I was planning to write this column a couple of weeks ago, to persuade people to vote for the E-SPLOST. Then I decided to let folks make up their own minds. I understand why some didn't support the measure. I thought long and hard about it myself.
In the end, I voted for it because I am, at heart, a true believer in public schools. They're not perfect, by any means, but they are the great democratic equalizer, providing otherwise-unobtainable upward mobility for those who choose to take advantage.
Besides, I'm a public school grad, and look how I turned out. OK, bad example.
Beyond supporting public education in general, I've also been mostly pleased with the Gwinnett County Schools in particular. My children have thrived here, and I'm grateful for the experience they've had.
The quality of our schools doesn't just affect kids and parents. Everyone benefits in the form of higher property values. Yes, my home has lost a lot of value in the last three years, just like yours. But that's not the school system's fault. The fact that my home is still worth more than I paid for it --OK, almost what I paid for it -- is due to the fact that it's in a desirable cluster. And if we ever hope to see property values bounce back, we're going to have to maintain top-notch schools.
It takes money to do that, which is where the E-SPLOST comes in. Voting against it to make a point would be like voting for Obama because Mitt Romney's teeth are too straight. Besides, let's not kid ourselves. The schools are going to get the money they need somehow. Better a sales tax than increased property taxes. That way our neighbors in Hall and Barrow and Walton, who take all the close parking spaces at the mall, can help educate our kids.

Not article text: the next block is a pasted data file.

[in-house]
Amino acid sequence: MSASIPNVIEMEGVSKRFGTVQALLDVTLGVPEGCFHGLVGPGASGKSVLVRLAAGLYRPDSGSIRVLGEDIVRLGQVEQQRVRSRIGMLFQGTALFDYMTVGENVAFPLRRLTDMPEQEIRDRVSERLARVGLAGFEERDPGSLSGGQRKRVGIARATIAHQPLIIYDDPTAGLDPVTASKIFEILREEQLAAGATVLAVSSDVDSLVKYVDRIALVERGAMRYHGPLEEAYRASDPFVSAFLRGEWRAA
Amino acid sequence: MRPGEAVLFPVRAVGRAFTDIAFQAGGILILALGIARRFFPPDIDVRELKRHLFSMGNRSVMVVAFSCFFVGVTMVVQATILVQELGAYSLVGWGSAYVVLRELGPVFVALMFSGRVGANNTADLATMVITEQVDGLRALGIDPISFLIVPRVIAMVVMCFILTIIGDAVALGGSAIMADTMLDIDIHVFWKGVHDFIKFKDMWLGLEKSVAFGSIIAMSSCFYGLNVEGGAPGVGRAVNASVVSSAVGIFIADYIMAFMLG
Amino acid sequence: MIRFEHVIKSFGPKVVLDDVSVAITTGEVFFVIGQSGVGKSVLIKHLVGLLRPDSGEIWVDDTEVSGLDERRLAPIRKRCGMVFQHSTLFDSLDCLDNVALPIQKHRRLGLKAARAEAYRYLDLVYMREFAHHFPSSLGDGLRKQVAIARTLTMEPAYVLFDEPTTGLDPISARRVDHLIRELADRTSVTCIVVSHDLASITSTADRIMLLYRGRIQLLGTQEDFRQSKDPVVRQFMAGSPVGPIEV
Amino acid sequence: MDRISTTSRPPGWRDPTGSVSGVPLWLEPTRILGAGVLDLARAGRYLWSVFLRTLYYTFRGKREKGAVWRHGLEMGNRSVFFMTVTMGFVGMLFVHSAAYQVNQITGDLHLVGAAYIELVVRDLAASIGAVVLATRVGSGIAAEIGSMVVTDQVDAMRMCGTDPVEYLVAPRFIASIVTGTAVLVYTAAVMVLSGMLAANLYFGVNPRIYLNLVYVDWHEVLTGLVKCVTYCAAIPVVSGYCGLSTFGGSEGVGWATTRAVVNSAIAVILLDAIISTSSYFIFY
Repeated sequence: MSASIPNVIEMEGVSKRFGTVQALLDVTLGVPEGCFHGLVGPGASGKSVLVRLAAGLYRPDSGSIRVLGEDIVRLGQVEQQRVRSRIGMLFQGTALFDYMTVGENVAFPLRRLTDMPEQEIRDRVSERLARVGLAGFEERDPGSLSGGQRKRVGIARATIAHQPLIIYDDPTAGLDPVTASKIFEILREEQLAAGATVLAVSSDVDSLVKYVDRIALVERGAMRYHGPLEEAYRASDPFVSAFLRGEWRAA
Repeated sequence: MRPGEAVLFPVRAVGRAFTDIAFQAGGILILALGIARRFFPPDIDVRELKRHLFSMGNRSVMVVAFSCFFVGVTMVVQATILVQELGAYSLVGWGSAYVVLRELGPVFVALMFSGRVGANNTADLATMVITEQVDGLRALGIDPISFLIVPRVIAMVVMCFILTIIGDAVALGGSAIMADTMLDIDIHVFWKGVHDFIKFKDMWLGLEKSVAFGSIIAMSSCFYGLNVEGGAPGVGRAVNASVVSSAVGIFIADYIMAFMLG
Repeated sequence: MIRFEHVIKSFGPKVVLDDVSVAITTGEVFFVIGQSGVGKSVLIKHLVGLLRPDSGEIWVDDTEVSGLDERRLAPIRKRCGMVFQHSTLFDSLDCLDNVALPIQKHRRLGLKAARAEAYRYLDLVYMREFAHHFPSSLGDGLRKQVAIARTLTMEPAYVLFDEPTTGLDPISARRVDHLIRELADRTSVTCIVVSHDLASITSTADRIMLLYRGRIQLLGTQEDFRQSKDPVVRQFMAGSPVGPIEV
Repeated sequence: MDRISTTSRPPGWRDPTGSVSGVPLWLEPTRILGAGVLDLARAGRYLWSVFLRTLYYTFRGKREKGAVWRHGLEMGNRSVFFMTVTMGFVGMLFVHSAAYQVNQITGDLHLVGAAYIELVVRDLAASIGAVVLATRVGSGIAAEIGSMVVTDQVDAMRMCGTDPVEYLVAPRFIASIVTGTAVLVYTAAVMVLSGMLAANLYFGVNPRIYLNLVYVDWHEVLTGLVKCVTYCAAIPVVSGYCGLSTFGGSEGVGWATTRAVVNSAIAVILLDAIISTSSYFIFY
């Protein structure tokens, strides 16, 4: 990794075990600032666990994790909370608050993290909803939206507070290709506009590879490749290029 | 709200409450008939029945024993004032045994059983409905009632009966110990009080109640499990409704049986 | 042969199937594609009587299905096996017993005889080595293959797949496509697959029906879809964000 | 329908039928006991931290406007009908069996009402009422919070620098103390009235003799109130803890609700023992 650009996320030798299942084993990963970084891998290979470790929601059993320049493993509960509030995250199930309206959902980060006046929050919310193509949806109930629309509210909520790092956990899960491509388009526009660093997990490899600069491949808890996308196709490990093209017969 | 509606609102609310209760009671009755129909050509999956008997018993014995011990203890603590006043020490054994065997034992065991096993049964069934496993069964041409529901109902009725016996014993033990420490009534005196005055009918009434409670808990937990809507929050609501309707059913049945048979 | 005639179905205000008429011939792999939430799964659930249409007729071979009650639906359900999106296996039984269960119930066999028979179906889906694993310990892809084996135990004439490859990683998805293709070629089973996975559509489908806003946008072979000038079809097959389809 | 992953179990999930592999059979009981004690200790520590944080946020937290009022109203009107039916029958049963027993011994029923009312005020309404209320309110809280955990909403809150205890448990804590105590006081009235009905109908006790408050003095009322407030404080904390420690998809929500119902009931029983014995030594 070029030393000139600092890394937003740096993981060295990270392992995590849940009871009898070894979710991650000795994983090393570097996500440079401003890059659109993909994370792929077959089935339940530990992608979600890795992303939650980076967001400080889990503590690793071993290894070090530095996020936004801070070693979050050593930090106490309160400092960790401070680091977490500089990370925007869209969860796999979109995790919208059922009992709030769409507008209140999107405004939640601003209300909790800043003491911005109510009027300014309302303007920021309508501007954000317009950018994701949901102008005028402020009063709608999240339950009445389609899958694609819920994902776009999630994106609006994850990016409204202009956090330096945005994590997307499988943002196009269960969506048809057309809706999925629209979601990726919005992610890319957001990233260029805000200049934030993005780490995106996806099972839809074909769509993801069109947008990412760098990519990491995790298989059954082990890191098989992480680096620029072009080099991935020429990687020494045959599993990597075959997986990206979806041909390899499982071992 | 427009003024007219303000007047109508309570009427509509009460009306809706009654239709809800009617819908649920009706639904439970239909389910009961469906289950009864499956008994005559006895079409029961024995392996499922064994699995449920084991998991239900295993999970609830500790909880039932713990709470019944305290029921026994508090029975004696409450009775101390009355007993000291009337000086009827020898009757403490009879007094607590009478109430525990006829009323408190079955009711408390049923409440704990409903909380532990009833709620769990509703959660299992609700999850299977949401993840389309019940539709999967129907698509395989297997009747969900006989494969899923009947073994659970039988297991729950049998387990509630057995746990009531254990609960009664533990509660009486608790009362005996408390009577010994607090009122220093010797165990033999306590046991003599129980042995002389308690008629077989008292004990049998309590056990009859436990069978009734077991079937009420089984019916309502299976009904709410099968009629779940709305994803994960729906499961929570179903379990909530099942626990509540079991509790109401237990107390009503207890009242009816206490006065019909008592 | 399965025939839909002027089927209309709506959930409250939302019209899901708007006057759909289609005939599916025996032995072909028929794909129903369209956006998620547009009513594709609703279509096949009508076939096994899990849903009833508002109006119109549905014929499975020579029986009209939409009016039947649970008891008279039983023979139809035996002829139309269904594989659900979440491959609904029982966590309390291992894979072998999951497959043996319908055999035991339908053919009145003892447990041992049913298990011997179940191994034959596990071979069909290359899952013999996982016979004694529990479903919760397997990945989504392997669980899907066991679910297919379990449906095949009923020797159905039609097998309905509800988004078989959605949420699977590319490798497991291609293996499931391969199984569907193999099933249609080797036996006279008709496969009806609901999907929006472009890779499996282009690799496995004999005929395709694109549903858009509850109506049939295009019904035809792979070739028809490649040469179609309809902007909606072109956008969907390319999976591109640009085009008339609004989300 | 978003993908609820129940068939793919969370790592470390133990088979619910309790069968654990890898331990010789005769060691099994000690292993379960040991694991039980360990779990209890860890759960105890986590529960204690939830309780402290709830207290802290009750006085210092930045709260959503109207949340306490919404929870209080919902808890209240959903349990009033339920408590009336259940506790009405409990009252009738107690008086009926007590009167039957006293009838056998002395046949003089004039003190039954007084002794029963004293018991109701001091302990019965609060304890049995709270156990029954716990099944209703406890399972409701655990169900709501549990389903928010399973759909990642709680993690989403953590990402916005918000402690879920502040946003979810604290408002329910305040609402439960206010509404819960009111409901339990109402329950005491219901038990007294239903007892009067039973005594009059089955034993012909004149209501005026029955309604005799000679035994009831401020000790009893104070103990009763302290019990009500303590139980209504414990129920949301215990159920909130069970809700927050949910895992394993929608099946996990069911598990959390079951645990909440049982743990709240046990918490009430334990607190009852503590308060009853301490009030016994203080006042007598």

That said, I understand why some people didn't want to tax themselves to raise money for a school system that hasn't always been the best stewards of those funds. It bothers me, just like it bothers a lot of you, that school leaders seem to think we're all stupid. (Which seems like an odd indictment, since so many went to Gwinnett schools.) The same politically connected developers profited obscenely from multiple land deals, and we're supposed to believe it was all an innocent coincidence? That's insulting.
In the end, though, I think school officials have learned their lesson. They had to be sweating this one. And even if someone deserves to be punished for all those questionable transactions, it's not the teachers and students, who would have been the ones to suffer had we withheld our tax money.
So once again I volunteered to fork over one percent of every purchase to support our schools. I'll be watching closely to see if they use it wisely.
Rob Jenkins is a local freelance writer and college professor. Email him at firstname.lastname@example.org.